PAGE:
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The Fall of Troy (book 7 - 14)   


The windy heights of Lesbos. Rounded now
Was Lecton's foreland, where is the last peak
Of Ida. In the sails loud hummed the wind,
Crashed round the prows the dark surge: the long waves
Showed shadowy hollows, far the white wake gleamed.

Now had the Argives all to the hallowed soil
Of Hellas won, by perils of the deep
Unscathed, but for Athena Daughter of Zeus
The Thunderer, and her indignation's wrath.
When nigh Euboea's windy heights they drew,
She rose, in anger unappeasable
Against the Locrian king, devising doom
Crushing and pitiless, and drew nigh to Zeus
Lord of the Gods, and spake to him apart
In wrath that in her breast would not be pent:
"Zeus, Father, unendurable of Gods
Is men's presumption! They reck not of thee,
Of none of the Blessed reck they, forasmuch
As vengeance followeth after sin no more;
And ofttimes more afflicted are good men
Than evil, and their misery hath no end.
Therefore no man regardeth justice: shame
Lives not with men! And I, I will not dwell
Hereafter in Olympus, not be named
Thy daughter, if I may not be avenged
On the Achaeans' reckless sin! Behold,
Within my very temple Oileus' son
Hath wrought iniquity, hath pitied not
Cassandra stretching unregarded hands
Once and again to me; nor did he dread
My might, nor reverenced in his wicked heart
The Immortal, but a deed intolerable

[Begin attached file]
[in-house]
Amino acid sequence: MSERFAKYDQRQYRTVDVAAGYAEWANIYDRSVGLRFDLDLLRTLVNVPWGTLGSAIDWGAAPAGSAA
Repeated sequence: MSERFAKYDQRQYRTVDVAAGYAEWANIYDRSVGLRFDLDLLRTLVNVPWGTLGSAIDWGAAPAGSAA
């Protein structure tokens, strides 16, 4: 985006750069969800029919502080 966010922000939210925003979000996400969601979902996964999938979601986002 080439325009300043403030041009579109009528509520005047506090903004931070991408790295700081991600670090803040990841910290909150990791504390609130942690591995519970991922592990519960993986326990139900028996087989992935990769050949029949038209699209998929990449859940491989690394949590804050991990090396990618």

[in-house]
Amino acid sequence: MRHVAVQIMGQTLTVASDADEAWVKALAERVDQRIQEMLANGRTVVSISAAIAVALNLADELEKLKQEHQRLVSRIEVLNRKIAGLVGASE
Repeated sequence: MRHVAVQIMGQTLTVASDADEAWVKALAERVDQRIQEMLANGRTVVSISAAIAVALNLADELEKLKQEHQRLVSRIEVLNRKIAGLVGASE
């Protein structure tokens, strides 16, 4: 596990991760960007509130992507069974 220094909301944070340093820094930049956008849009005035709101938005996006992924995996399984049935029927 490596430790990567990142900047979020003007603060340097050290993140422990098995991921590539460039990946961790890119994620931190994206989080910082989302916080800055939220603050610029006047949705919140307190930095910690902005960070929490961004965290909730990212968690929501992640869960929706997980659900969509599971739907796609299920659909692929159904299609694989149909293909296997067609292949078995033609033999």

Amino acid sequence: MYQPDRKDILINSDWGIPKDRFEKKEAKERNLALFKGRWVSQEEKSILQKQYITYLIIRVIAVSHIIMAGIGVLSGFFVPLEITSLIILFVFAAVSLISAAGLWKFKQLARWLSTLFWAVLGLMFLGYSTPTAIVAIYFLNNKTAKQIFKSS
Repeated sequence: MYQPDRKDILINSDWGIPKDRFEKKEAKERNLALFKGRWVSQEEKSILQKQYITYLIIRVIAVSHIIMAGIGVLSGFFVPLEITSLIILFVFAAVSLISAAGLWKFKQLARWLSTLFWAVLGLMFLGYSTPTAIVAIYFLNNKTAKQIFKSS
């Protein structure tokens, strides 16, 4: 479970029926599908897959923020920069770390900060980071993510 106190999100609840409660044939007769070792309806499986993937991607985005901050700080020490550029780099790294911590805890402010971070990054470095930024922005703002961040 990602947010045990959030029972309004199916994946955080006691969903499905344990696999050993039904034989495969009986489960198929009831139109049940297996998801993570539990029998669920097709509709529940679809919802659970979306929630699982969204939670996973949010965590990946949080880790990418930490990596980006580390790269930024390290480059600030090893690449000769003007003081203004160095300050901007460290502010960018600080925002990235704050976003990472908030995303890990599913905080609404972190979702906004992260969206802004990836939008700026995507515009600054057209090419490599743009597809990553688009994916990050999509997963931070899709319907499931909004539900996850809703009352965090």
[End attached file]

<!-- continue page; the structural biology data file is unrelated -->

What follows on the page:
He did. Therefore let not thy spirit divine
Begrudge mine heart's desire, that so all men
May quake before the manifest wrath of Gods."

Answered the Sire with heart-assuaging words:
"Child, not for the Argives' sake withstand I thee;
But all mine armoury which the Cyclops' might
To win my favour wrought with tireless hands,
To thy desire I give. O strong heart, hurl
A ruining storm thyself on the Argive fleet."

Then down before the aweless Maid he cast
Swift lightning, thunder, and deadly thunderbolt;
And her heart leapt, and gladdened was her soul.
She donned the stormy Aegis flashing far,
Adamantine, massy, a marvel to the Gods,
Whereon was wrought Medusa's ghastly head,
Fearful: strong serpents breathing forth the blast
Of ravening fire were on the face thereof.
Crashed on the Queen's breast all the Aegis-links,
As after lightning crashes the firmament.
Then grasped she her father's weapons, which no God
Save Zeus can lift, and wide Olympus shook.
Then swept she clouds and mist together on high;
Night over earth was poured, haze o'er the sea.
Zeus watched, and was right glad as broad heaven's floor
Rocked 'neath the Goddess's feet, and crashed the sky,
As though invincible Zeus rushed forth to war.
Then sped she Iris unto Acolus,
From heaven far-flying over misty seas,
To bid him send forth all his buffering winds

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